“Research is the fascinating bit [of writing historical fiction] but you have to get rid of a lot of it.” Clearly, a lot of what was not used for the writing of Unfashioned Creatures, was used during the book launch in what felt more like a lecture than a promotional event. Whilst the “lecture” was unarguably interesting, it also seemed indulgent and out of place at times, diverting into subjects that were only very tenuously linked to the novel.
Lesley McDowell was introduced by her publisher, Sarah Hunt. However, very little context or background information was provided about the work as a whole. Instead, an actor approached the lectern, immediately delving into a rather bemusing reading of an excerpt that the audience was not in the least prepared for.
Whilst the use of two actors was later explained by Lesley as being representative of the two narrative voices in her book, and was a welcome change to the normal format of a writer’s event, it detracted from the personal and intimate nature of the author reading from her own work. In hindsight, a lot of the actors’ efforts were lost due to the lack of context to the excerpts being “performed”. The reading amounted to a difficult, somewhat surreal experience, as the two actors read in turns , interrupted by McDowell’s long discourse on psychological history.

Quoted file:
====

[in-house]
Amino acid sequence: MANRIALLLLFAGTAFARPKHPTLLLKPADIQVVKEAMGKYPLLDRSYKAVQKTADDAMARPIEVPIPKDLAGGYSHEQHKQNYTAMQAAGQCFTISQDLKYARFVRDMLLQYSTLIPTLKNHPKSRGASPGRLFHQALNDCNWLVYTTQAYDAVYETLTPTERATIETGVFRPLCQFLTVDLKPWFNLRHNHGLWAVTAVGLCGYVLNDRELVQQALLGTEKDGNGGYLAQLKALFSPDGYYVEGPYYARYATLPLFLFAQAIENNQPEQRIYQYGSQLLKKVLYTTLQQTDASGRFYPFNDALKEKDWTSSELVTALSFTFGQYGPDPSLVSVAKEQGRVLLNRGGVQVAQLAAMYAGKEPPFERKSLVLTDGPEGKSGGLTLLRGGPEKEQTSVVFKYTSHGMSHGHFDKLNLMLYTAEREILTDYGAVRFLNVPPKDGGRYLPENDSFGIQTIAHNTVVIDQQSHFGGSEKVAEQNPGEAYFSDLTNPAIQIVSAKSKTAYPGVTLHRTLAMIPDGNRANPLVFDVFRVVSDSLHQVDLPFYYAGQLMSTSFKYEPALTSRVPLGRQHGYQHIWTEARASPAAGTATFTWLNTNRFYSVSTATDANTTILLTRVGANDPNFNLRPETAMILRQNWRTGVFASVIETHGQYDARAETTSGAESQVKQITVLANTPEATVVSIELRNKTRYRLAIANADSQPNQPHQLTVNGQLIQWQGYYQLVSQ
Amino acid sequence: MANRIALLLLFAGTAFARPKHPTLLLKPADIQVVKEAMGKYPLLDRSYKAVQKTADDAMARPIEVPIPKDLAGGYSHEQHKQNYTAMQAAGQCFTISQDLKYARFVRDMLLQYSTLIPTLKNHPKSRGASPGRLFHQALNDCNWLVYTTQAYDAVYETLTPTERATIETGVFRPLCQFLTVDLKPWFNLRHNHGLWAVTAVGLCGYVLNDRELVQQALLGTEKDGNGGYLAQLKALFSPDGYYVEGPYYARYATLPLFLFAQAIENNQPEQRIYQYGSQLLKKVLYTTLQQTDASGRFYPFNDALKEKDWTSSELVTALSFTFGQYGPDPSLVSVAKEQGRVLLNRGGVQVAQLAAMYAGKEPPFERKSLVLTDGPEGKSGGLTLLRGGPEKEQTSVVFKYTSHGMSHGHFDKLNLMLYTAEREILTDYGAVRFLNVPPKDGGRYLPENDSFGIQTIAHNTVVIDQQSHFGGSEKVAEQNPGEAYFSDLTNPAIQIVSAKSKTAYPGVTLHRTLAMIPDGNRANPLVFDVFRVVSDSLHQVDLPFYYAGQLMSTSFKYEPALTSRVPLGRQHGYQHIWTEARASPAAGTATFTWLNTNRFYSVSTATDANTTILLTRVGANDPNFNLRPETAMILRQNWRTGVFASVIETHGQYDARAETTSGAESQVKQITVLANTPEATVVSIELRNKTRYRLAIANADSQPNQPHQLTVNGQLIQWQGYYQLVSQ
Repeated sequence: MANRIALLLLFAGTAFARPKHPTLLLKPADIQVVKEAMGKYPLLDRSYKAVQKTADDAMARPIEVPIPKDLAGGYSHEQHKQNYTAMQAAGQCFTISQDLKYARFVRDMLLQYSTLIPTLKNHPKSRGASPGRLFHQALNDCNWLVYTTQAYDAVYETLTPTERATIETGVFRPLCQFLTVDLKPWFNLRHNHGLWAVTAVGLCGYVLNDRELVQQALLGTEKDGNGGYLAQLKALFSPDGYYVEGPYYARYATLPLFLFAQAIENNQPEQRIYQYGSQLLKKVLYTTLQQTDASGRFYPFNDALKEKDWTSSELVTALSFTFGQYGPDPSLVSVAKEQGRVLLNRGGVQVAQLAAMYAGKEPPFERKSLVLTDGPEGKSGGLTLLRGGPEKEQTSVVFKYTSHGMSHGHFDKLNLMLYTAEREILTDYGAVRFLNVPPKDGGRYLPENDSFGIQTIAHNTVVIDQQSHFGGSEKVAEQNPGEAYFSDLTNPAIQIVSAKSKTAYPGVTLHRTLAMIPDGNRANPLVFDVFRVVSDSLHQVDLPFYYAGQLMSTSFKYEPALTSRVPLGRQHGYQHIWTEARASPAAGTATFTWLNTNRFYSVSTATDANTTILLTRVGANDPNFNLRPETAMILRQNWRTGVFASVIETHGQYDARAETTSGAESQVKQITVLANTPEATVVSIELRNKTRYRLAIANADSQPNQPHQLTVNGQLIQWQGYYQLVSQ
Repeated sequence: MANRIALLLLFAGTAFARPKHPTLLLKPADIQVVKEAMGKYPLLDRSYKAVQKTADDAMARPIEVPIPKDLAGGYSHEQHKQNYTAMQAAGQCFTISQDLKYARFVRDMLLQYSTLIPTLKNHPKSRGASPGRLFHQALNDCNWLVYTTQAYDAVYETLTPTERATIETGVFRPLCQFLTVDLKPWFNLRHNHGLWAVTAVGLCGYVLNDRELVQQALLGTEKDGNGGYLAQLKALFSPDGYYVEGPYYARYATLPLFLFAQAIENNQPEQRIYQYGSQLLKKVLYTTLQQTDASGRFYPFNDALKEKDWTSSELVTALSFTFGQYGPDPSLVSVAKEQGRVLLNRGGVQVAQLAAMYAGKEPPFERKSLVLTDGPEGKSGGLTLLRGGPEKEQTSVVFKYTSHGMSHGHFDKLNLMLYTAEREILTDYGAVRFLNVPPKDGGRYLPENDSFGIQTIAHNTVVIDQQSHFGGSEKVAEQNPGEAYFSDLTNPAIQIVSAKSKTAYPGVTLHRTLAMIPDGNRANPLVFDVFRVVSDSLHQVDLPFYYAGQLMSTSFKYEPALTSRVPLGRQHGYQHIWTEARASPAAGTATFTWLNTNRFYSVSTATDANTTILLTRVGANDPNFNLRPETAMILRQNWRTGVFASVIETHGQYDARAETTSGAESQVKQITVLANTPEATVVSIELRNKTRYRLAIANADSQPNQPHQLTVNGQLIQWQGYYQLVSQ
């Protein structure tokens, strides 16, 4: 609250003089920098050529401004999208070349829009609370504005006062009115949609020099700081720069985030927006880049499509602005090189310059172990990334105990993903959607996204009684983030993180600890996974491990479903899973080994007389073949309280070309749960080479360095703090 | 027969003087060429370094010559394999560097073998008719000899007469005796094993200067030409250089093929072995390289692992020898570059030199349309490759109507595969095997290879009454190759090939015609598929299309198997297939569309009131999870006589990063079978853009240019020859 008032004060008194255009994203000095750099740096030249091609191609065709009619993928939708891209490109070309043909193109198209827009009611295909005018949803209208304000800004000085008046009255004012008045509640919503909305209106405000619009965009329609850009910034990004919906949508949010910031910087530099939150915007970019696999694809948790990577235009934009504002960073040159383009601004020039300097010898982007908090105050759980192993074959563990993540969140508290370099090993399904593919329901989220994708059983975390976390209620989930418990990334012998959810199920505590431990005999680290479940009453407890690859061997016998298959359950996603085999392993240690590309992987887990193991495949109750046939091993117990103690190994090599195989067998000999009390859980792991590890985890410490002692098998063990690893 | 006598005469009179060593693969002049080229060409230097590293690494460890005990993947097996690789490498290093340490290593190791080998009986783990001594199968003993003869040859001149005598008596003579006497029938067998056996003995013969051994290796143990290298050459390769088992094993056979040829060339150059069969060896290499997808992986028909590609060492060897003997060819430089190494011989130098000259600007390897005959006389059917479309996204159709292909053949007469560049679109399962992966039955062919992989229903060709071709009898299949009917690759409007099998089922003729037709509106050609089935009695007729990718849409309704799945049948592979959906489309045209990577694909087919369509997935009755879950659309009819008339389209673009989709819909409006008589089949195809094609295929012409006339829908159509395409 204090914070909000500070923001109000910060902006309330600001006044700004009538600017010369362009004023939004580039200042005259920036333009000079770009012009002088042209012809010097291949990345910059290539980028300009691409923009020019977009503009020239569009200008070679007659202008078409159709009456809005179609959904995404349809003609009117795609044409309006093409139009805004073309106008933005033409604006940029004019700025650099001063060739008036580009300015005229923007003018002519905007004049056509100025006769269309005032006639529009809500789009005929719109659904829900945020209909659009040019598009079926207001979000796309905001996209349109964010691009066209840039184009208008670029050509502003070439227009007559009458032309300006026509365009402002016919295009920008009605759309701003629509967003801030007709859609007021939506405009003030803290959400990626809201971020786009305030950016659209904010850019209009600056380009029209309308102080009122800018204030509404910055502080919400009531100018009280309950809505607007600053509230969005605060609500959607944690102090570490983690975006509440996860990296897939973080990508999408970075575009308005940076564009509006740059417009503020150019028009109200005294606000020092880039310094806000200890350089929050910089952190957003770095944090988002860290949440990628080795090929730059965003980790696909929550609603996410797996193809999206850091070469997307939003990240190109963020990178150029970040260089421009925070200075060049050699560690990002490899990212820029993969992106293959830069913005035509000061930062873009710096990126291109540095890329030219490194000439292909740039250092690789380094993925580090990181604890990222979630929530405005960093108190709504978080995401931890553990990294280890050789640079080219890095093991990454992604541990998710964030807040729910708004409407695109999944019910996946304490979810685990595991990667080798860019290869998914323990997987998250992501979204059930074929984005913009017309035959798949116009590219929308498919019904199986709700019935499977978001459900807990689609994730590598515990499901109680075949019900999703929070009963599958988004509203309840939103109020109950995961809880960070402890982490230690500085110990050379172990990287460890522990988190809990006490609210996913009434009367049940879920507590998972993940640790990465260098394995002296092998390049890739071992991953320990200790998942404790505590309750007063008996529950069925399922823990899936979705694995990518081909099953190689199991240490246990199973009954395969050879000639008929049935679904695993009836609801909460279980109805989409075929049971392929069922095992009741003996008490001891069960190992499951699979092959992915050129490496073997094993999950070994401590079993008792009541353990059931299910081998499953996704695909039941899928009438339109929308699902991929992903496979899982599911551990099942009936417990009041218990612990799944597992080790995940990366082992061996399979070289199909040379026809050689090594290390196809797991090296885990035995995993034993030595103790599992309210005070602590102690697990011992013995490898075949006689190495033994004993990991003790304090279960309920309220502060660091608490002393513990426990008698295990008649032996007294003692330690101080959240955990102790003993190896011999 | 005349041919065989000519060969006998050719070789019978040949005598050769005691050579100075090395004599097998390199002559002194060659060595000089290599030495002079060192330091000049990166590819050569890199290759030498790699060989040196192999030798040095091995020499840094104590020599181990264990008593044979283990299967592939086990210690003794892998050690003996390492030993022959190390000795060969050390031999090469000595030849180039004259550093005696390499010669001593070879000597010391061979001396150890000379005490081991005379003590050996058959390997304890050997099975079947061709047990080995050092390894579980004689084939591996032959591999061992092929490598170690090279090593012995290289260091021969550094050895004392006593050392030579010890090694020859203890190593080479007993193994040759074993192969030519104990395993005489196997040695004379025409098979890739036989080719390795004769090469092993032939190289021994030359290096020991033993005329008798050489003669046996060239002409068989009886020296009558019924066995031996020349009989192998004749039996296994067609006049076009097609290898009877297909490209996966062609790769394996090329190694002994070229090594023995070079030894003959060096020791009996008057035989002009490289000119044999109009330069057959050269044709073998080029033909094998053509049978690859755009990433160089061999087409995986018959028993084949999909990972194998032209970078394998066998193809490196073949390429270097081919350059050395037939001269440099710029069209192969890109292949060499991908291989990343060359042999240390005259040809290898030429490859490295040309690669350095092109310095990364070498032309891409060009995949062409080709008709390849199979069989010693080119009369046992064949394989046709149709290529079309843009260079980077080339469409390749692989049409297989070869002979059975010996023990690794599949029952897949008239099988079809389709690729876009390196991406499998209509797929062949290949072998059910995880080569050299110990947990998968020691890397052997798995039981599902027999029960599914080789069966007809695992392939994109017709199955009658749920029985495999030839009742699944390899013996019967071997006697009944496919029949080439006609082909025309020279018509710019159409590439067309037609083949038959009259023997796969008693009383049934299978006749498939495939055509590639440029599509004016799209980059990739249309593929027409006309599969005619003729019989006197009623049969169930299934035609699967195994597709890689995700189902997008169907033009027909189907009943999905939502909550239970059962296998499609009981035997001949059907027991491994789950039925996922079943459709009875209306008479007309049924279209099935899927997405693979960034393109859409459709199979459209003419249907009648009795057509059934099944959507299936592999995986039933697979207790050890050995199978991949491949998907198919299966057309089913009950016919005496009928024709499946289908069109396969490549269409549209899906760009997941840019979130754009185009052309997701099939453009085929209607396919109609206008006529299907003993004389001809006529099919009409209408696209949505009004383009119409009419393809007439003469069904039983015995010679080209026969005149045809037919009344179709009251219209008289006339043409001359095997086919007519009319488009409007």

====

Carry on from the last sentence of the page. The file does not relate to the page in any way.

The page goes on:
However, despite the event seeming a little disorganised and often containing irrelevant features such as the audience sitting in complete darkness, or the actors being fitted with microphones yet talking into a stationery microphone,.the enthusiasm of McDowell was palpable. Yet it seemed that the majority of her discussion was centred on characters other than those present in the book, which admittedly piqued my curiosity. Much of the information appeared to be a way of displaying the lengths McDowell had gone to in the research of her novel, with particular attention paid to the figure of Claire Clarmont, a woman who is not at all central to the text.
“Unfashioned Creatures” was an event I anticipated with excitment and it seems fitting that a novel that takes place in Dundee should be launched at the Dundee Literary Festival. While I am glad I did attend the event, I left without purchasing the book. The novel is perhaps something I might come back to but at the moment I’m holding out for McDowell’s next novel which seems to already be in the pipeline.)
The highlight of the evening was the audience question segment, where McDowell, completely unscripted, discussed Unfashioned Creatures in a more direct manner. During this stage of the event she was far more excitable and endearing than earlier. Without the aid of her notebook and extensive research notes we were introduced to the woman behind this work and she came across exceptionally well. It seems a shame that this more improvised scenario offered up more reason to purchase the book than did the entirely orchestrated event beforehand.